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Upsetting a Client

Discussion in 'General Business Forum:' started by Chantelle Prempeh, May 5, 2013.

  1. Chantelle Prempeh

    Chantelle Prempeh New Member

    Hi everyone,

    Just a quick question and some needed advice.
    I started work with a client for fashion start up, who has already had her logo designed by another designer.

    At the moment I'm designing some labels but felt the logo wasn't reflecting what the brand was suppose to be and what the client told me, so I asked for some feedback from some friends of mine who could potentially be interested. My assumptions were correct and everyone said they probably wouldn't buy or look at it, and quite significantly it resembled a logo of a massive brand and that it was bordering plagerism.

    So i emailed this to my client, who seemed happy at first until they read the responses, I've now had an email were they feel i have diminished the brand value and reputation.

    My gut feeling is that if the responses were positive there wouldn't be an issue. I apologised as they stated the intellectual property rights belonged to them, (though i'm a little confused by this as their web pages feature images that have 'borrowed' from a massive retailer?!) and said I couldn't do any market research without permission

    How do I move on? And was I right to ask for feedback as a designer, or should I have just designed them and sent them straight to her?
    (sounds a bit Dear Deidre!)

  2. Dave L

    Dave L Well-Known Member

    I wouldn't worry too much about the etiquette issue but I would be uncomfortable if I felt I was producing work within an overall framework/brand which I strongly felt was an exercise in passing-off. It's never easy to turn your nose up at a job but, in the event of any legal issues down the line, it doesn't sound like you could legitimately claim to have been working in good faith, knowing what you know (I'm not even sure that the concept of 'good faith' would have any value as a defence in a trademark dispute). Try explaining to them the value of what you've done in highlighting the issue (out of genuine concern for their interests), offer to help put it right and, if they're still happy with things as they are and had failed to convince me that I was mistaken, I'd think hard about my ongoing involvement.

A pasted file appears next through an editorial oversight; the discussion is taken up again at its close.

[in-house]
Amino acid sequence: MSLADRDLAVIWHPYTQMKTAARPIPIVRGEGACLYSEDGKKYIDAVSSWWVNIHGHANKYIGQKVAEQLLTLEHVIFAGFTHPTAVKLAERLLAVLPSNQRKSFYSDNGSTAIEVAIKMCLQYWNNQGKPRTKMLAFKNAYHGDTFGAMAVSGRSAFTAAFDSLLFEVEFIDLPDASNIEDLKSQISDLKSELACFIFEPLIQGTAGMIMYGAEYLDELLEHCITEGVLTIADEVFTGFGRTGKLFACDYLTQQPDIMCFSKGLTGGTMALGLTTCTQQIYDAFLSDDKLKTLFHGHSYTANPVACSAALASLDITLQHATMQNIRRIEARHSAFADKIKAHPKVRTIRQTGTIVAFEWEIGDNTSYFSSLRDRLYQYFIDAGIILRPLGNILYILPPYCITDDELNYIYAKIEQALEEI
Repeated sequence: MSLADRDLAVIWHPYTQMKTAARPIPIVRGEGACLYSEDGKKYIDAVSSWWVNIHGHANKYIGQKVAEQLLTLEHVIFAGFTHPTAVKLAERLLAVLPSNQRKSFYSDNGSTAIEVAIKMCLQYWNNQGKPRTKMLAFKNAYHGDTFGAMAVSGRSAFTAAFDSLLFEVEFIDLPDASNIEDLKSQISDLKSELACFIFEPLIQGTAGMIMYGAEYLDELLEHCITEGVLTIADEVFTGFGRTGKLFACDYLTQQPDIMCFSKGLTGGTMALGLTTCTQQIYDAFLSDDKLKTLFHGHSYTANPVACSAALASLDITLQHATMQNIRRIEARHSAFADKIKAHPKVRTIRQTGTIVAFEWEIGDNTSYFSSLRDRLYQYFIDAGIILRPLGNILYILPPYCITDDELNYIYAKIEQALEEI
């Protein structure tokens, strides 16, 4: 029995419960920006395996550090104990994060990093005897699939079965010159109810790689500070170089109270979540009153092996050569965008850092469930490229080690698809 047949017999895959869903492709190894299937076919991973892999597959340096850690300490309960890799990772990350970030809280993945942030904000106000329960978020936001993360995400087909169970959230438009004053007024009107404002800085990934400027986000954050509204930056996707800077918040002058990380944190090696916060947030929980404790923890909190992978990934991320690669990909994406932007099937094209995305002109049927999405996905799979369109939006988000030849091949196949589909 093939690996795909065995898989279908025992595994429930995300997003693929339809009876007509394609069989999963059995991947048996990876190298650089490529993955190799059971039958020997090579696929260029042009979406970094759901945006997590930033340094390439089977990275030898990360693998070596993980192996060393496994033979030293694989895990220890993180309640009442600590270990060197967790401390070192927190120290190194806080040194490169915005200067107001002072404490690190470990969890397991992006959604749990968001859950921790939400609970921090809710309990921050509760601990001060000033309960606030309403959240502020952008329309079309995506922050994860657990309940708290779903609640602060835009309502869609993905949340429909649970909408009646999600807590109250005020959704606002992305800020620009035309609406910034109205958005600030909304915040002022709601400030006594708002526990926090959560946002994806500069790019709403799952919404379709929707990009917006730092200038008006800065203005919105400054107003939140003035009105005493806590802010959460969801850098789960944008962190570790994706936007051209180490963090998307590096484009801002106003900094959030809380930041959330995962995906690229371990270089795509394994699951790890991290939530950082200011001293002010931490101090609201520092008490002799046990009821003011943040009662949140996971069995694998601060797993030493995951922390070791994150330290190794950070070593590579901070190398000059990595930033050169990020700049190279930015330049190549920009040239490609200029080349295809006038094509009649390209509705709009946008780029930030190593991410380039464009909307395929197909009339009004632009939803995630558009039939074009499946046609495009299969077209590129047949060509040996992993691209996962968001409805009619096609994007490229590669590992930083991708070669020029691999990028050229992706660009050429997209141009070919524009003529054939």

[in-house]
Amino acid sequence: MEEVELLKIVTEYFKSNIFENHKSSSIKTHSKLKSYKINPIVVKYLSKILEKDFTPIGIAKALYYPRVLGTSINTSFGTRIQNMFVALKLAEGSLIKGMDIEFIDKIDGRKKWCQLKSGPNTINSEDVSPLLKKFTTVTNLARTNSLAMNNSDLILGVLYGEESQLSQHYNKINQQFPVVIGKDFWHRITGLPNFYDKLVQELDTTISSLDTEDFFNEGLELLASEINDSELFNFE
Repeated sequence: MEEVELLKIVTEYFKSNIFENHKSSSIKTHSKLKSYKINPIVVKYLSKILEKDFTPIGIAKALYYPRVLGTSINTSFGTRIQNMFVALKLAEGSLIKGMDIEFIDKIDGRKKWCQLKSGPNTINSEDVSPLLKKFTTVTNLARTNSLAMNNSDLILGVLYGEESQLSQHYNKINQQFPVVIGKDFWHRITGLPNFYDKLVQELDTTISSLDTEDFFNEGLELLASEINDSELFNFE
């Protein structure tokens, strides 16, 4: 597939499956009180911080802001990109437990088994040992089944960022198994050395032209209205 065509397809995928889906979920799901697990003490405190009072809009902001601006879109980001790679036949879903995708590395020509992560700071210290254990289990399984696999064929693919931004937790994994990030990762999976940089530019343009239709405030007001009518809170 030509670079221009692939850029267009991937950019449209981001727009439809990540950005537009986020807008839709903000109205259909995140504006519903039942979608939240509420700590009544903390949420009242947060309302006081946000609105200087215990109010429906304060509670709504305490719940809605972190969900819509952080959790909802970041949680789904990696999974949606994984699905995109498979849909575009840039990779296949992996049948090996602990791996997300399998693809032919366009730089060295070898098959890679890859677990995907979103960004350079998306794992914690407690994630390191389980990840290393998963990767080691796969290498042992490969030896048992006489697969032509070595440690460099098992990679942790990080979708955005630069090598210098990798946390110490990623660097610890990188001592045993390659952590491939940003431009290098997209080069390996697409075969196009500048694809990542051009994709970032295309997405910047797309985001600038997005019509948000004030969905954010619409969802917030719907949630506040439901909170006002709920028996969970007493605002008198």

3. Dodfaefife

    Dodfaefife New Member

    If you think there's still money to be made from them as a client, then it won't hurt to blow a little smoke up their arse to try to get them onside. I'd explain that, as a "highly experienced professional" you were "concerned that the current logo fails to successfully convey their brand in a manner that reflects the standards they clearly hold to" and that "by using imagery that could 'appear' to be echoing the style of others makes it difficult for their brand to stand out and really doesn't need to ape others with what it has to offer" (cough, cough). Telling them you and your mates have critiqued their logo was a bit of a faux pas and I wouldn't have admitted doing it to a client. The designer/client relationship is one part priest, two parts teacher with a dash of best mate. You could send them a revised version of the logo to illustrate how much better it could look (free of charge of course) "because you feel they deserve better and that is what motivates every decision you make when working with a client." Good luck.